Noel and I volunteered to act as race marshalls for this year's Leeds Race for Life at Temple Newsham, a women-only event to raise cash for Cancer Research.
It was a new experience for us. We ran the Sport Relief three-mile in March and when we saw appeals for help at this event, rather than run it, we volunteered. Well, actually, I volunteered, Noel agreed to join me. He couldn't have run anyway!
The race of the title isn't a race against the clock to get the best time around the 5k course, it's a race to beat cancer. The disease takes a heavy toll, one on three of us can expect to have it. One in four will die. It's 25 years ago this month that my mum dies of lung cancer just short of her 50th birthday. Many of the runners carried messages to celebrate the lives of their loved ones. It was moving. Very moving. I shed tears – I wasn't alone.
There were two races, 4000 women in the morning, just under 3000 in the afternoon. The weather held out and everyone finished – or got as far as they were determined to go. One reached Noel's station, which was about 500m from the end, a peaceful place where the azalea and rhododendron bushes were blazing with colour. She couldn't go any further. She suffers from MS and knew she wouldn't get to the end, but she wanted to get that far. Her husband met her and they went away happy with the achievement.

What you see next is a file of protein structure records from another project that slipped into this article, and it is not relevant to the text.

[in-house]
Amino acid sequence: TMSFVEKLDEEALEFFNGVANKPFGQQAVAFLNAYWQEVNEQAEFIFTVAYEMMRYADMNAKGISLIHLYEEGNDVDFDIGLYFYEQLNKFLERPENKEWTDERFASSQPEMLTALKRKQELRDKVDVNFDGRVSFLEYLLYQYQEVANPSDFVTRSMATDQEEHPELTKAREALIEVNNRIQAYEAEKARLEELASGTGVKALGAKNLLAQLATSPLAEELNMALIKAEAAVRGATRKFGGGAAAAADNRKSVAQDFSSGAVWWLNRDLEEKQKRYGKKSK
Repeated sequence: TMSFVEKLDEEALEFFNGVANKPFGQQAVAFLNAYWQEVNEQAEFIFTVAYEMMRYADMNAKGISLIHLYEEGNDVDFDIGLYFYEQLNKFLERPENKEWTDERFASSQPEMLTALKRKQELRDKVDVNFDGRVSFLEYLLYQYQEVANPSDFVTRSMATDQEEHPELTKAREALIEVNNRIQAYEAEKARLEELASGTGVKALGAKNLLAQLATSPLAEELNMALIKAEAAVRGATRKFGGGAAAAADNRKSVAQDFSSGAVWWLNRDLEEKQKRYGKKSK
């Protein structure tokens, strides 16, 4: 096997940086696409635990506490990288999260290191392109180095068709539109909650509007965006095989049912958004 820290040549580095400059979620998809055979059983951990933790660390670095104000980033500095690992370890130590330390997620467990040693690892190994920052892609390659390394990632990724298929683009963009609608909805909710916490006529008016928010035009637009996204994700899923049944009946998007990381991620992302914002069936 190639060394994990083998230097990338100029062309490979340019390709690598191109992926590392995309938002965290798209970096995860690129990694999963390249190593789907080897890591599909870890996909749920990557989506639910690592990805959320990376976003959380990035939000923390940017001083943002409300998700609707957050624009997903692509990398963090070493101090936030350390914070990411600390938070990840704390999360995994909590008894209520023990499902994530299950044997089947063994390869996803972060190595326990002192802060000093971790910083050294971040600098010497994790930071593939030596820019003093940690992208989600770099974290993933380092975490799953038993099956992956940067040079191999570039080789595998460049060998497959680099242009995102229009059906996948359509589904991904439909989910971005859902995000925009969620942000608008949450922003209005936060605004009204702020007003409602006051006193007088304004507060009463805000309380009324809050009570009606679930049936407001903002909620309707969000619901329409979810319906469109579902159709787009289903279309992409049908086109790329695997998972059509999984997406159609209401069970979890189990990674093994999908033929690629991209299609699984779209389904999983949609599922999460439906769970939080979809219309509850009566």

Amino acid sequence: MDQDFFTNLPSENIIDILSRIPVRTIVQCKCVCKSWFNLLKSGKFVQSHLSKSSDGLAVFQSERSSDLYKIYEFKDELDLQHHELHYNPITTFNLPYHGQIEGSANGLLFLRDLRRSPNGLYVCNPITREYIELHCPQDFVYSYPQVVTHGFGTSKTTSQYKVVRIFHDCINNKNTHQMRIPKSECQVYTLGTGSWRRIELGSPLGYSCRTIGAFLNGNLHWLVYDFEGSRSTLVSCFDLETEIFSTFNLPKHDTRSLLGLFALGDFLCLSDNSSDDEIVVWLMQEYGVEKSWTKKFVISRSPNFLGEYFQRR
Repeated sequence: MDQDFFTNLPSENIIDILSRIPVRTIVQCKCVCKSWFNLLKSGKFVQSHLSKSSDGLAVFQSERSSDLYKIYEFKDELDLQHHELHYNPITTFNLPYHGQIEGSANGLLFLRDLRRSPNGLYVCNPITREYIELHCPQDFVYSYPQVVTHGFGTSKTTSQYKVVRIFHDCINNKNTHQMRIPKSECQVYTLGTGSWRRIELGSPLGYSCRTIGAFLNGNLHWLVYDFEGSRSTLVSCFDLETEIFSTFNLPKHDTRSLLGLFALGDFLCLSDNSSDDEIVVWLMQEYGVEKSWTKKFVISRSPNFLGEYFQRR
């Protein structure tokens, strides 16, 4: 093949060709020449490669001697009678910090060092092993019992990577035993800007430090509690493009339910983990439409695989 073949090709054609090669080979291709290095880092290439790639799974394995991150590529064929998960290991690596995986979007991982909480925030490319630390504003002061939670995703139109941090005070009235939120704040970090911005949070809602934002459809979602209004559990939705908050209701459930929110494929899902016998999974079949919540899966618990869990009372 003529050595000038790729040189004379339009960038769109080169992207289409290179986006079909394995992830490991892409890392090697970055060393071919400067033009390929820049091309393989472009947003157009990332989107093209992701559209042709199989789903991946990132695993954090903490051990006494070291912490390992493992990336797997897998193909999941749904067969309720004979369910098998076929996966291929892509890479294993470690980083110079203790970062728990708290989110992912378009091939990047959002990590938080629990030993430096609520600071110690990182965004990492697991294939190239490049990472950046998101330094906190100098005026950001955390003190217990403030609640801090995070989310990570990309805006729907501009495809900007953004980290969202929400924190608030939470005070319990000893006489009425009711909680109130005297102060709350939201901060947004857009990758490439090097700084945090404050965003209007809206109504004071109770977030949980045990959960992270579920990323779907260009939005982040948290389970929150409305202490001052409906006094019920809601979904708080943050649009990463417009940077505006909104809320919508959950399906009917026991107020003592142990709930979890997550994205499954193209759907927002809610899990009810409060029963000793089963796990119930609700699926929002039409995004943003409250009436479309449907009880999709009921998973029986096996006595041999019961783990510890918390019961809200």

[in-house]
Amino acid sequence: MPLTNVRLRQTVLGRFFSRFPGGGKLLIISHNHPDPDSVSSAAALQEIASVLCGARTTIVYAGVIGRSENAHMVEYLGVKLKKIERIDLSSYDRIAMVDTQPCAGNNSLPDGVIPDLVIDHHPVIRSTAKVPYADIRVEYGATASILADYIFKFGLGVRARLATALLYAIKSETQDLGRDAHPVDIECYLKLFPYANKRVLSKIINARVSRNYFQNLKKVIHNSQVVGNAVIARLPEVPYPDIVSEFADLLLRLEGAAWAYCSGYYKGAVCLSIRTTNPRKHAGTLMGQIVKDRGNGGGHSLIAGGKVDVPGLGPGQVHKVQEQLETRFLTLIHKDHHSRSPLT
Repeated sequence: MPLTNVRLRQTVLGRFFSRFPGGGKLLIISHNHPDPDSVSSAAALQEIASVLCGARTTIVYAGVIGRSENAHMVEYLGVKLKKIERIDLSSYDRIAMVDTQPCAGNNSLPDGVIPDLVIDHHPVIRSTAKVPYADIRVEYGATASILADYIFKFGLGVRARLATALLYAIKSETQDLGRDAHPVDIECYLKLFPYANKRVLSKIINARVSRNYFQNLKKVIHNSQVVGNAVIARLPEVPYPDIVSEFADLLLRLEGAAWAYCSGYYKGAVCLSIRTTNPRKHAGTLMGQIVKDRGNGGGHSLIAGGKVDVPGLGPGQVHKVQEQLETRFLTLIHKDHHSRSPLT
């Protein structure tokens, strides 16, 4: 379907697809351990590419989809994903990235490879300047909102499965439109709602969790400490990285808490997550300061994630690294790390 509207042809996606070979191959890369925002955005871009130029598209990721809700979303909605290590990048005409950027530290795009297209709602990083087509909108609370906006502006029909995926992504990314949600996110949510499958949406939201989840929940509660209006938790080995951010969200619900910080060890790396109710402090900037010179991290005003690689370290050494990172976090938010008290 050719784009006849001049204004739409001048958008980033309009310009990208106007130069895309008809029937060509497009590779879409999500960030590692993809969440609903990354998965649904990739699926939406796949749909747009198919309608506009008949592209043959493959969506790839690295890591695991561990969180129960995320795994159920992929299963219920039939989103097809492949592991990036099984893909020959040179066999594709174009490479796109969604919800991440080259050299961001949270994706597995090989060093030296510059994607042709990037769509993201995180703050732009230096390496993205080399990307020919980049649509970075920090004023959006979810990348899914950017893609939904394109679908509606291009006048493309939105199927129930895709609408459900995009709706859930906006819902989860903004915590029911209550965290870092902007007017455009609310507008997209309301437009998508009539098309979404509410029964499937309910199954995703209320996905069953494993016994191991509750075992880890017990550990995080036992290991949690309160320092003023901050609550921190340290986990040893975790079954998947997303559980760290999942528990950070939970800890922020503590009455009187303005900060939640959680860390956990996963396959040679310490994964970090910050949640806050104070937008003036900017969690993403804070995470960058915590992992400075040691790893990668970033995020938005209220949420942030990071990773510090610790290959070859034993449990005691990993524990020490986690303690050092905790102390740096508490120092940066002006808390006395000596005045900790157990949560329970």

Pink was the prevalent colour. There was also a fine collection of tutus, fairies, Pink Ladies and Ladybirds. There were walkers, runners, young and old, all races and religions, including a group of Muslim women in their full-length dresses.Being women, there was a lot of multi-tasking, including running and texting, and of course chatter and laughter. Except when I shouted the encouraging message that there was just one more small (ish) hill………..
We didn't get chance to get to know our fellow marshalls, we just exchanged greetings and got on with it. Noel was equipped with a radio so heard all the comings and goings including the rather bizarre request for advice from one on what to do as a cow had eaten the direction sign.
By the end of the day, my hands were bruised from clapping and my voice hoarse from cheering. A great day. Cancer Research will be up to £250k better off as a result.
Today's lovely thing
Finding out that the collective noun for ladybirds is a loveliness.